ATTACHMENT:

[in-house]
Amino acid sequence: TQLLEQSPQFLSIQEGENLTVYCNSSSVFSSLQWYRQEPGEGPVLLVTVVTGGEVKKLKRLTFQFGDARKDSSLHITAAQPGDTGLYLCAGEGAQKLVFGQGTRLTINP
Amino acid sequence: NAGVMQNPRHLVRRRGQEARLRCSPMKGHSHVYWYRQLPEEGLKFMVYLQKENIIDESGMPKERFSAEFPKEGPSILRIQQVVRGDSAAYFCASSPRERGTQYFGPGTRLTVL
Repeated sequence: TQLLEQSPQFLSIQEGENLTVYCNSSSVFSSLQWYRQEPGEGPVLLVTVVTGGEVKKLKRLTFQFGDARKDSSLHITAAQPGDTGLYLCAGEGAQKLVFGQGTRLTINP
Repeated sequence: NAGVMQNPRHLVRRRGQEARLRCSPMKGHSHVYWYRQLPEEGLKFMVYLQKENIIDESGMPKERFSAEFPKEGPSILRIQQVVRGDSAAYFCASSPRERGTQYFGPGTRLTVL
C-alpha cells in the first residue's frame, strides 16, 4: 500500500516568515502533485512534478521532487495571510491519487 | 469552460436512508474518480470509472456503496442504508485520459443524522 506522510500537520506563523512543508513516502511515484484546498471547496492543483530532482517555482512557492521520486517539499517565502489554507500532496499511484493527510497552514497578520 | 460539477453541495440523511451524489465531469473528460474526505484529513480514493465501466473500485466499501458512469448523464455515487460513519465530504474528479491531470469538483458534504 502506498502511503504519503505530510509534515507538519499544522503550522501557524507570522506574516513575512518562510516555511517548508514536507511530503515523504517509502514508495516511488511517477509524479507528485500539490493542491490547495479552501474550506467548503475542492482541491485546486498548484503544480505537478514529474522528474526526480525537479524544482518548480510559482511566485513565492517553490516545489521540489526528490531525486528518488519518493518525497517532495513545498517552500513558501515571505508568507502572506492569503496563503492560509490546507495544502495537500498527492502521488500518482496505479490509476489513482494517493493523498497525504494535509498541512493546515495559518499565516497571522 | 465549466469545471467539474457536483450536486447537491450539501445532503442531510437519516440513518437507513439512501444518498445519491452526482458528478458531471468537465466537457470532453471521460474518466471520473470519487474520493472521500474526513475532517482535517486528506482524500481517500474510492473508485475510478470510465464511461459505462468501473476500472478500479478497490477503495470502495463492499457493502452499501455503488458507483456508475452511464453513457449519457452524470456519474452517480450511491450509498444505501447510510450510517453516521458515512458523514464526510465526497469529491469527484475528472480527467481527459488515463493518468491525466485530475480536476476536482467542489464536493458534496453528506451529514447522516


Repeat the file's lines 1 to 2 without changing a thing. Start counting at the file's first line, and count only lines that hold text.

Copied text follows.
[in-house]
Amino acid sequence: TQLLEQSPQFLSIQEGENLTVYCNSSSVFSSLQWYRQEPGEGPVLLVTVVTGGEVKKLKRLTFQFGDARKDSSLHITAAQPGDTGLYLCAGEGAQKLVFGQGTRLTINP